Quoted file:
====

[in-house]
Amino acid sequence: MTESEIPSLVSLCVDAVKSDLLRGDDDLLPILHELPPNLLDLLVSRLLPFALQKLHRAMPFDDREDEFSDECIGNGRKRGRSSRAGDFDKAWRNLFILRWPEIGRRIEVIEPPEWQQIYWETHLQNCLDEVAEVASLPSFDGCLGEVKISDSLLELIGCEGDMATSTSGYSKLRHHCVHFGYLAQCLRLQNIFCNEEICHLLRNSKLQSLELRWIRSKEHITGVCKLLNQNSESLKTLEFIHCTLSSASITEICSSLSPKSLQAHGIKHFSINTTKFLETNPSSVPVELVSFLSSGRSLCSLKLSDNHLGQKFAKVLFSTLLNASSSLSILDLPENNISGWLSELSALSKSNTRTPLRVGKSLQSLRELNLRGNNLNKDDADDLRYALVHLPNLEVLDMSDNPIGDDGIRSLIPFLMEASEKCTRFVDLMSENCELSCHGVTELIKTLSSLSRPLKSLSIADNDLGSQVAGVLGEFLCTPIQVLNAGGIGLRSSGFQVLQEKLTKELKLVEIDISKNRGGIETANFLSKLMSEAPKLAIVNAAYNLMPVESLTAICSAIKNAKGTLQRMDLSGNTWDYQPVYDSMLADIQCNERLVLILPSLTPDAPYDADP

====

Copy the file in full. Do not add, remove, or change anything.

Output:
[in-house]
Amino acid sequence: MTESEIPSLVSLCVDAVKSDLLRGDDDLLPILHELPPNLLDLLVSRLLPFALQKLHRAMPFDDREDEFSDECIGNGRKRGRSSRAGDFDKAWRNLFILRWPEIGRRIEVIEPPEWQQIYWETHLQNCLDEVAEVASLPSFDGCLGEVKISDSLLELIGCEGDMATSTSGYSKLRHHCVHFGYLAQCLRLQNIFCNEEICHLLRNSKLQSLELRWIRSKEHITGVCKLLNQNSESLKTLEFIHCTLSSASITEICSSLSPKSLQAHGIKHFSINTTKFLETNPSSVPVELVSFLSSGRSLCSLKLSDNHLGQKFAKVLFSTLLNASSSLSILDLPENNISGWLSELSALSKSNTRTPLRVGKSLQSLRELNLRGNNLNKDDADDLRYALVHLPNLEVLDMSDNPIGDDGIRSLIPFLMEASEKCTRFVDLMSENCELSCHGVTELIKTLSSLSRPLKSLSIADNDLGSQVAGVLGEFLCTPIQVLNAGGIGLRSSGFQVLQEKLTKELKLVEIDISKNRGGIETANFLSKLMSEAPKLAIVNAAYNLMPVESLTAICSAIKNAKGTLQRMDLSGNTWDYQPVYDSMLADIQCNERLVLILPSLTPDAPYDADP